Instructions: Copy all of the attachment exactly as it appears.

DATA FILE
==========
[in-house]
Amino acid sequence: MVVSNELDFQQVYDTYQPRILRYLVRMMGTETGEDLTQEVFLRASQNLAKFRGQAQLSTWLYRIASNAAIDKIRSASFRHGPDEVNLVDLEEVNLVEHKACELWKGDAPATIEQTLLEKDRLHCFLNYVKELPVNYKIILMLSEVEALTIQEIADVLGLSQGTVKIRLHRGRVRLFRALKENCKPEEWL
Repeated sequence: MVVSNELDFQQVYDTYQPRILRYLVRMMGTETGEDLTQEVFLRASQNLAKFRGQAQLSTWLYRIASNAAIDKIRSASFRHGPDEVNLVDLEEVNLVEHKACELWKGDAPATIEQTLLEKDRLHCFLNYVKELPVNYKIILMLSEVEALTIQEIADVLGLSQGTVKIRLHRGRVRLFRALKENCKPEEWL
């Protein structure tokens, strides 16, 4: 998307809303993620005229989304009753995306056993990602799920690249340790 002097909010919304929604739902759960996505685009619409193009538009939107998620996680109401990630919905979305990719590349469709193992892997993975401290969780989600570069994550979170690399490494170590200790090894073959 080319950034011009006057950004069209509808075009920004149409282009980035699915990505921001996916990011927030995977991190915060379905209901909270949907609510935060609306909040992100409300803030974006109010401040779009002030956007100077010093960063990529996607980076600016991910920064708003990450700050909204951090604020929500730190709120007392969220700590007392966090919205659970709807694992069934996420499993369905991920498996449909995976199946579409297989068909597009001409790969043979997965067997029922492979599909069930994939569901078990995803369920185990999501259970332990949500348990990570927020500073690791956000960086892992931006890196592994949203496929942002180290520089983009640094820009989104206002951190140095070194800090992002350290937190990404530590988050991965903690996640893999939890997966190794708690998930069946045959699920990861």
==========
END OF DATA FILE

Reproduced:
[in-house]
Amino acid sequence: MVVSNELDFQQVYDTYQPRILRYLVRMMGTETGEDLTQEVFLRASQNLAKFRGQAQLSTWLYRIASNAAIDKIRSASFRHGPDEVNLVDLEEVNLVEHKACELWKGDAPATIEQTLLEKDRLHCFLNYVKELPVNYKIILMLSEVEALTIQEIADVLGLSQGTVKIRLHRGRVRLFRALKENCKPEEWL
Repeated sequence: MVVSNELDFQQVYDTYQPRILRYLVRMMGTETGEDLTQEVFLRASQNLAKFRGQAQLSTWLYRIASNAAIDKIRSASFRHGPDEVNLVDLEEVNLVEHKACELWKGDAPATIEQTLLEKDRLHCFLNYVKELPVNYKIILMLSEVEALTIQEIADVLGLSQGTVKIRLHRGRVRLFRALKENCKPEEWL
């Protein structure tokens, strides 16, 4: 998307809303993620005229989304009753995306056993990602799920690249340790 002097909010919304929604739902759960996505685009619409193009538009939107998620996680109401990630919905979305990719590349469709193992892997993975401290969780989600570069994550979170690399490494170590200790090894073959 080319950034011009006057950004069209509808075009920004149409282009980035699915990505921001996916990011927030995977991190915060379905209901909270949907609510935060609306909040992100409300803030974006109010401040779009002030956007100077010093960063990529996607980076600016991910920064708003990450700050909204951090604020929500730190709120007392969220700590007392966090919205659970709807694992069934996420499993369905991920498996449909995976199946579409297989068909597009001409790969043979997965067997029922492979599909069930994939569901078990995803369920185990999501259970332990949500348990990570927020500073690791956000960086892992931006890196592994949203496929942002180290520089983009640094820009989104206002951190140095070194800090992002350290937190990404530590988050991965903690996640893999939890997966190794708690998930069946045959699920990861």